Urbanization can have profound effects on the plant communities persisting in remnant habitats. That process can be explored by examining patterns of nestedness. Species composition for a set of communities exhibits a nested pattern if species present in progressively richer assemblages form a series of subsets. Nestedness can form as a result of the dynamic processes of extinction or colonization. It can also reflect a nested distribution of habitats among the sites or the differential abundance properties of species through passive sampling. This study investigated whether Sonoran Desert woody vegetation in remnant islands within metropolitan Phoenix is nested and explored which mechanisms are responsible for the pattern. It also examined whether vegetation is nested in similar habitat types across islands, and how species abundance relates to the nested pattern and hypothesized mechanisms. All data sets were significantly nested, indicating a nested pattern at the island and habitat levels. Community-level analyses did not indicate a primary mechanism leading to the nested pattern. Among species with abundances correlated with the nested rank-order of sites, abundance properties were significantly related to different variables. This suggests that individual taxa respond to divergent ecological mechanisms, leading to nestedness. Thus, nestedness in plant communities can result from a complex set of contributors and may not be attributable to a single factor.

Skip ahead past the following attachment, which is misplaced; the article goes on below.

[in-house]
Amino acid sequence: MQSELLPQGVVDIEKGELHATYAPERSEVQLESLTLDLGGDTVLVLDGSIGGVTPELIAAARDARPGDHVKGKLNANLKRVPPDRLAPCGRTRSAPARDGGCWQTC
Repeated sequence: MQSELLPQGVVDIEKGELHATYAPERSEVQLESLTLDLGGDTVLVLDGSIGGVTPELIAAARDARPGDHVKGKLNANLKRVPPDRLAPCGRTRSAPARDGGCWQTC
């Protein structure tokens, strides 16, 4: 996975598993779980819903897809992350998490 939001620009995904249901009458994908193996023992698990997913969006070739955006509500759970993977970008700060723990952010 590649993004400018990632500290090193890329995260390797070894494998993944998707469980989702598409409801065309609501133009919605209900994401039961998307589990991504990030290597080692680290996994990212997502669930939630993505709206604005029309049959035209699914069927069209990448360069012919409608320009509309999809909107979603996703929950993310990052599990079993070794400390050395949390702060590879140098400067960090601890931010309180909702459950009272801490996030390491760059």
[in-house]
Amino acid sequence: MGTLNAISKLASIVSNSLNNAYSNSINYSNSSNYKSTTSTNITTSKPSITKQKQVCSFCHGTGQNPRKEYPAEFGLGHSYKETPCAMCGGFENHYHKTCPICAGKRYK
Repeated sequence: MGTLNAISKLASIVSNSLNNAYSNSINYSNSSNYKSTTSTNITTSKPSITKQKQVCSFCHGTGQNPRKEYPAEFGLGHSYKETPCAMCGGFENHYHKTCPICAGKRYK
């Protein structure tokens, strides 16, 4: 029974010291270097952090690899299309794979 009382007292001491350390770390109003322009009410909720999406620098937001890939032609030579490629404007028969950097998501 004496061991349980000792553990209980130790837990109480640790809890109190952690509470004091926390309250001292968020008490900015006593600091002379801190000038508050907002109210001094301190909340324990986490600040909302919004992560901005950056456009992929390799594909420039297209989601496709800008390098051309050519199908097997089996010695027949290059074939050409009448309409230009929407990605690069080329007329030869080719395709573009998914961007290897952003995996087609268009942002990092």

|Date made available||Jan 1 2016|
|Publisher||figshare Academic Research System|